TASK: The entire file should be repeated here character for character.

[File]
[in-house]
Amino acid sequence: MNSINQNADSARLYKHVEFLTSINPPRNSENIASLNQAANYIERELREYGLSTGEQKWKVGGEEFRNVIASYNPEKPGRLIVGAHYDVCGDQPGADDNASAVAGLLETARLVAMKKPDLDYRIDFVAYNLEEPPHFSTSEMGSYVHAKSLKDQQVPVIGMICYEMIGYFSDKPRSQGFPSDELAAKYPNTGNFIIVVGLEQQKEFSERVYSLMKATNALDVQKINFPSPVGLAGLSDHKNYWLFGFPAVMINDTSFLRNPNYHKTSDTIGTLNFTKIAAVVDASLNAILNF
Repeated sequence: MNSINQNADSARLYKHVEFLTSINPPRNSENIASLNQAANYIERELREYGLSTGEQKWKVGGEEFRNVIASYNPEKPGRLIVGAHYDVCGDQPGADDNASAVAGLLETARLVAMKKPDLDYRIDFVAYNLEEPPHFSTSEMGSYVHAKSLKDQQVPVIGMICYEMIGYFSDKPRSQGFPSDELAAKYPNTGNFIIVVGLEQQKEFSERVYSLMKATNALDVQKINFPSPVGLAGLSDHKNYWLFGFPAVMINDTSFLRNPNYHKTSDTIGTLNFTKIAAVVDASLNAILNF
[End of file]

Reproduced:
[in-house]
Amino acid sequence: MNSINQNADSARLYKHVEFLTSINPPRNSENIASLNQAANYIERELREYGLSTGEQKWKVGGEEFRNVIASYNPEKPGRLIVGAHYDVCGDQPGADDNASAVAGLLETARLVAMKKPDLDYRIDFVAYNLEEPPHFSTSEMGSYVHAKSLKDQQVPVIGMICYEMIGYFSDKPRSQGFPSDELAAKYPNTGNFIIVVGLEQQKEFSERVYSLMKATNALDVQKINFPSPVGLAGLSDHKNYWLFGFPAVMINDTSFLRNPNYHKTSDTIGTLNFTKIAAVVDASLNAILNF
Repeated sequence: MNSINQNADSARLYKHVEFLTSINPPRNSENIASLNQAANYIERELREYGLSTGEQKWKVGGEEFRNVIASYNPEKPGRLIVGAHYDVCGDQPGADDNASAVAGLLETARLVAMKKPDLDYRIDFVAYNLEEPPHFSTSEMGSYVHAKSLKDQQVPVIGMICYEMIGYFSDKPRSQGFPSDELAAKYPNTGNFIIVVGLEQQKEFSERVYSLMKATNALDVQKINFPSPVGLAGLSDHKNYWLFGFPAVMINDTSFLRNPNYHKTSDTIGTLNFTKIAAVVDASLNAILNF